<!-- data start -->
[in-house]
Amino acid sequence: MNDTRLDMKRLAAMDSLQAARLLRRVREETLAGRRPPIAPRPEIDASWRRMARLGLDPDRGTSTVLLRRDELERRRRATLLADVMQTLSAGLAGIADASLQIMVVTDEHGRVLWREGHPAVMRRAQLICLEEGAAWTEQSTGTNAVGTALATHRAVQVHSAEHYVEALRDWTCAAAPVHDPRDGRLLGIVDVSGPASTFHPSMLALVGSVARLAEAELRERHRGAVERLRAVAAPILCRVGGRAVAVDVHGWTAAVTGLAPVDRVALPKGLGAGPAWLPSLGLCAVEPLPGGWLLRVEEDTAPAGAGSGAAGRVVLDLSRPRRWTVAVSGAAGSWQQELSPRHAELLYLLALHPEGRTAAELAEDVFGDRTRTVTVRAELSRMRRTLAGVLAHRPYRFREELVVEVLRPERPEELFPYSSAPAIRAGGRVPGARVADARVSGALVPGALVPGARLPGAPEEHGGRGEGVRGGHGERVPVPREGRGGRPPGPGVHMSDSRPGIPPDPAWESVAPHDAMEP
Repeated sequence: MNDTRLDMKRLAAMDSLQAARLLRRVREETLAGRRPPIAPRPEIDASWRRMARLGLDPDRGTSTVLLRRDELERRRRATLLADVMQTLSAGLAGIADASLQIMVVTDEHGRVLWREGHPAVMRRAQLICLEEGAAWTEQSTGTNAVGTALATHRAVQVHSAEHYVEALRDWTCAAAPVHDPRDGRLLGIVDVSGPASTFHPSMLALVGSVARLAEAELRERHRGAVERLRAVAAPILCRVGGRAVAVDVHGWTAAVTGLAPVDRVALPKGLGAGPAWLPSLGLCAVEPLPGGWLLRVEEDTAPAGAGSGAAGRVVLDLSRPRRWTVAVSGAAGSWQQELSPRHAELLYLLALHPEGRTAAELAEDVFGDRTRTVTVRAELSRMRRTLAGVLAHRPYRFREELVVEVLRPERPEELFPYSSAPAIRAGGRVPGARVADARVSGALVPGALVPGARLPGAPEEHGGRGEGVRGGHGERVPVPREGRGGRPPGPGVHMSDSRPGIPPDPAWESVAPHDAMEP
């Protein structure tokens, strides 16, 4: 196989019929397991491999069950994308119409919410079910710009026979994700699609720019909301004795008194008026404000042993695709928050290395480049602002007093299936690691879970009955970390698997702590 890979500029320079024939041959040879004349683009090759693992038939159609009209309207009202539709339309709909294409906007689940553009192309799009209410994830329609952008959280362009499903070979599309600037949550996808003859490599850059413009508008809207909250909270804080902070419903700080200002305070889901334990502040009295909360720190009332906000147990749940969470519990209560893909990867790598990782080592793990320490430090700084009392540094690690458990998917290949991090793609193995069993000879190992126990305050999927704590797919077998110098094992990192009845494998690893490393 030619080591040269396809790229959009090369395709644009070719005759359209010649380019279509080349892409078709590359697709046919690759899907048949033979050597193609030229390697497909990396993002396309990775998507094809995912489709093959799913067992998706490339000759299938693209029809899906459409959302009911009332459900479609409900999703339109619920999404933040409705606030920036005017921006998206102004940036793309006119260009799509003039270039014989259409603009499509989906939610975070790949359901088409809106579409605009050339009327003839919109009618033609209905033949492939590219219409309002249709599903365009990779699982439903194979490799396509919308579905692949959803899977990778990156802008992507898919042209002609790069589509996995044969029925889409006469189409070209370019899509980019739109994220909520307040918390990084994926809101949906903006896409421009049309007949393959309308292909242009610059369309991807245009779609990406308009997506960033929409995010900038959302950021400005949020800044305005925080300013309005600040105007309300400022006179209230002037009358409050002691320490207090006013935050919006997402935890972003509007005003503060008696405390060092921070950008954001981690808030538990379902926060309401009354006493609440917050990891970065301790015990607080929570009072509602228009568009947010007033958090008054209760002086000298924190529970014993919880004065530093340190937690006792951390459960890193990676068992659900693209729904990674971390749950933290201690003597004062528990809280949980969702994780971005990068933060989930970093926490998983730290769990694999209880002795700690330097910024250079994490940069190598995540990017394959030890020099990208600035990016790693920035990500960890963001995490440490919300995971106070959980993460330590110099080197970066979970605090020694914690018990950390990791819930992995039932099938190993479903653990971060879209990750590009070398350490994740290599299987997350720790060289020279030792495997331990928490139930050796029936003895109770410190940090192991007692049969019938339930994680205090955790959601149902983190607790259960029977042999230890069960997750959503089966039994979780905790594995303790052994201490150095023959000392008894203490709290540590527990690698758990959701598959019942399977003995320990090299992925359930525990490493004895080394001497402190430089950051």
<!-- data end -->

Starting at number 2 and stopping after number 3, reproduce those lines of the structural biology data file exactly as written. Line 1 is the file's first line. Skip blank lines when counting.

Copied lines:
Amino acid sequence: MNDTRLDMKRLAAMDSLQAARLLRRVREETLAGRRPPIAPRPEIDASWRRMARLGLDPDRGTSTVLLRRDELERRRRATLLADVMQTLSAGLAGIADASLQIMVVTDEHGRVLWREGHPAVMRRAQLICLEEGAAWTEQSTGTNAVGTALATHRAVQVHSAEHYVEALRDWTCAAAPVHDPRDGRLLGIVDVSGPASTFHPSMLALVGSVARLAEAELRERHRGAVERLRAVAAPILCRVGGRAVAVDVHGWTAAVTGLAPVDRVALPKGLGAGPAWLPSLGLCAVEPLPGGWLLRVEEDTAPAGAGSGAAGRVVLDLSRPRRWTVAVSGAAGSWQQELSPRHAELLYLLALHPEGRTAAELAEDVFGDRTRTVTVRAELSRMRRTLAGVLAHRPYRFREELVVEVLRPERPEELFPYSSAPAIRAGGRVPGARVADARVSGALVPGALVPGARLPGAPEEHGGRGEGVRGGHGERVPVPREGRGGRPPGPGVHMSDSRPGIPPDPAWESVAPHDAMEP
Repeated sequence: MNDTRLDMKRLAAMDSLQAARLLRRVREETLAGRRPPIAPRPEIDASWRRMARLGLDPDRGTSTVLLRRDELERRRRATLLADVMQTLSAGLAGIADASLQIMVVTDEHGRVLWREGHPAVMRRAQLICLEEGAAWTEQSTGTNAVGTALATHRAVQVHSAEHYVEALRDWTCAAAPVHDPRDGRLLGIVDVSGPASTFHPSMLALVGSVARLAEAELRERHRGAVERLRAVAAPILCRVGGRAVAVDVHGWTAAVTGLAPVDRVALPKGLGAGPAWLPSLGLCAVEPLPGGWLLRVEEDTAPAGAGSGAAGRVVLDLSRPRRWTVAVSGAAGSWQQELSPRHAELLYLLALHPEGRTAAELAEDVFGDRTRTVTVRAELSRMRRTLAGVLAHRPYRFREELVVEVLRPERPEELFPYSSAPAIRAGGRVPGARVADARVSGALVPGALVPGARLPGAPEEHGGRGEGVRGGHGERVPVPREGRGGRPPGPGVHMSDSRPGIPPDPAWESVAPHDAMEP